Shock, hurt and anger in Tipperary over reduction in Clonmel roads budget

Bemusement over decision to resurface and repair Queen Street

Eamonn Wynne

Reporter:

Eamonn Wynne

Email:

ewynne@nationalist.ie

Queen Street

Cllr Richie Molloy has described the decision to spend €200,000 on road repairs to Queen Street in Clonmel (including €84,000 this year) as “ludicrous.” Picture: John D. Kelly

An announcement that €150,000 will be cut from a fund allocated for the repair and maintenance of roads in Clonmel, and the money diverted to rural roads, has provoked an angry response from politicians in the town.

Members of Clonmel Borough District are also vexed with the news that a sum of €200,000 will be spent over two years (including €84,000 this year) to resurface the entire length of Queen Street in Clonmel, a job that they don’t believe is necessary.

As a consequence the members have sought an emergency meeting with the county CEO Joe McGrath and Tipperary County Council’s Director of Roads Marcus O’Connor, and decided not to approve the Borough District’s roads programme until that meeting is held.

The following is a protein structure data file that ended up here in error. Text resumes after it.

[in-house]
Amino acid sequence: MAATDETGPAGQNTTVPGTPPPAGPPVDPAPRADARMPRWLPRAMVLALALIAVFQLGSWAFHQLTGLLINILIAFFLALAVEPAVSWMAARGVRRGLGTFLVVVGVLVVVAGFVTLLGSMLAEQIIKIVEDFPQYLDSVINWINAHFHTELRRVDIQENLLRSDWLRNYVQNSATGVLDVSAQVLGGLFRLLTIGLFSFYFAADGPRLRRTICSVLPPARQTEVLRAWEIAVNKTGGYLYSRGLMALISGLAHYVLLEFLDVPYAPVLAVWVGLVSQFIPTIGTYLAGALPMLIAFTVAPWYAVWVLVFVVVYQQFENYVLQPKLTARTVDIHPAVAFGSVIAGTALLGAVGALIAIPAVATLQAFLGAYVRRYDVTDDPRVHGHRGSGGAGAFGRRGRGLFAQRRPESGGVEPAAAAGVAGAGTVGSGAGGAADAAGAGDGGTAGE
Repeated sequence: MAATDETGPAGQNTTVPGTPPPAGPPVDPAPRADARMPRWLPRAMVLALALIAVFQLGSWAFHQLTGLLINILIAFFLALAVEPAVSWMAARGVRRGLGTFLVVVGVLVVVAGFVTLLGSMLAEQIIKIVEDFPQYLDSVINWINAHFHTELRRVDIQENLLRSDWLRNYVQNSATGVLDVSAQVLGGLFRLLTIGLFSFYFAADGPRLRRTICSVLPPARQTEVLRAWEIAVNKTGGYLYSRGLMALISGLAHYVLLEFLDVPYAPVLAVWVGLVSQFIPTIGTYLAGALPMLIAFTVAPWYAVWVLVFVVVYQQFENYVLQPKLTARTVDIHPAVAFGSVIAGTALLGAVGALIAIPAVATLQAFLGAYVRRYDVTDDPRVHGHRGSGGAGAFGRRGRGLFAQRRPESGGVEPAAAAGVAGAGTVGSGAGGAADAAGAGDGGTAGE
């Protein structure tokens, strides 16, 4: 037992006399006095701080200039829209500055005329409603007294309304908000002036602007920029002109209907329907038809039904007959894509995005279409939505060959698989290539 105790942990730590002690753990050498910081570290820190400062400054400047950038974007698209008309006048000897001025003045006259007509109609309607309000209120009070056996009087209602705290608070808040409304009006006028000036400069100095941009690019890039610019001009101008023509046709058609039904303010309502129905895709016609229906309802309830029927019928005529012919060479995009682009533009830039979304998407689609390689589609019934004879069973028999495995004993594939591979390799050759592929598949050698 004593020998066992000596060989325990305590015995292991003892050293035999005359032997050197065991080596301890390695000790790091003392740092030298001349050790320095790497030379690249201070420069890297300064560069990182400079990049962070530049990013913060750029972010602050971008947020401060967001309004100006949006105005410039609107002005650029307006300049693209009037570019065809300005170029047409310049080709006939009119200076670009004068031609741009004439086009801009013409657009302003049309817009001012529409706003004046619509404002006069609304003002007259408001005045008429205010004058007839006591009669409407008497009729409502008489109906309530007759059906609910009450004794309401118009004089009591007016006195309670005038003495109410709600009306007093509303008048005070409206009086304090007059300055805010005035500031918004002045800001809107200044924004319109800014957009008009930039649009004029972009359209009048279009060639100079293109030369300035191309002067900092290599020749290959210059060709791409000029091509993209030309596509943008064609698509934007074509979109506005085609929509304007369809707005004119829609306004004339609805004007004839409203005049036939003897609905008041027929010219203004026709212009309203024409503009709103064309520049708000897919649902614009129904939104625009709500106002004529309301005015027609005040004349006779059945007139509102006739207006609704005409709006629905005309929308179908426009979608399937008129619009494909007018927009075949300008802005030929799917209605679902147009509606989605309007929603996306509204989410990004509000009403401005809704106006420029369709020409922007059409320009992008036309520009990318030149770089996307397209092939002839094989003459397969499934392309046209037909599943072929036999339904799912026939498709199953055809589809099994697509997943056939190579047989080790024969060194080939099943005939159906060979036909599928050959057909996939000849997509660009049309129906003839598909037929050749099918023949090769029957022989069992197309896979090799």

It’s understood that a meeting between the Clonmel councillors and Mr O’Connor will take place this afternoon, Thursday.  

District Mayor Siobhán Ambrose led the chorus of disapproval with these announcements at the Borough District’s monthly meeting.

“I am really appalled and horrified,” she stated, noting that there was a significant reduction from €900,000 to €750,000 in their roads programme, with the money diverted elsewhere.

“I’m really hurt by this. We all work hard and put forward different roads (for repair),” she said, adding that they saw the roads in need of repair and listened to the people on the ground.

Cllr Ambrose said that €150,000 had been taken from their budget without the members being informed, and she was appalled by what she described as “the shocking disrespect” shown to councillors and the local officials, although she didn’t believe anything underhanded was involved. 

Some of the roads that they took for granted would be included on the programme were now omitted. 

You would do a lot of work with €150,000 and she said it was disgraceful.